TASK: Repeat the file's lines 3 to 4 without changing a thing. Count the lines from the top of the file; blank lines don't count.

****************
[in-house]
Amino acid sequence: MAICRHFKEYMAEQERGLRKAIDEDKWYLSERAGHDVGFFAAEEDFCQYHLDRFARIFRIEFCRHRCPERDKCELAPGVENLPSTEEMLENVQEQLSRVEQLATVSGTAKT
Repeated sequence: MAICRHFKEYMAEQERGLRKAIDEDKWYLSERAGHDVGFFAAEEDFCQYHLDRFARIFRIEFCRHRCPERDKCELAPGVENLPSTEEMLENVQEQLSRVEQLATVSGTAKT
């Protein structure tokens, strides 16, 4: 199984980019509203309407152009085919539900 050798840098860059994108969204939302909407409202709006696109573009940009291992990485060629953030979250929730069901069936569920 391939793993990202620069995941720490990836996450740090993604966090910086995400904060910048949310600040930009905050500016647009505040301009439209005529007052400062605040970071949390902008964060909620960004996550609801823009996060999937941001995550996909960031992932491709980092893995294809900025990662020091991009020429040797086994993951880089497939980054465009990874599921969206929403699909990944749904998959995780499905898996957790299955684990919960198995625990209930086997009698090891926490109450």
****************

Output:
Repeated sequence: MAICRHFKEYMAEQERGLRKAIDEDKWYLSERAGHDVGFFAAEEDFCQYHLDRFARIFRIEFCRHRCPERDKCELAPGVENLPSTEEMLENVQEQLSRVEQLATVSGTAKT
């Protein structure tokens, strides 16, 4: 199984980019509203309407152009085919539900 050798840098860059994108969204939302909407409202709006696109573009940009291992990485060629953030979250929730069901069936569920 391939793993990202620069995941720490990836996450740090993604966090910086995400904060910048949310600040930009905050500016647009505040301009439209005529007052400062605040970071949390902008964060909620960004996550609801823009996060999937941001995550996909960031992932491709980092893995294809900025990662020091991009020429040797086994993951880089497939980054465009990874599921969206929403699909990944749904998959995780499905898996957790299955684990919960198995625990209930086997009698090891926490109450």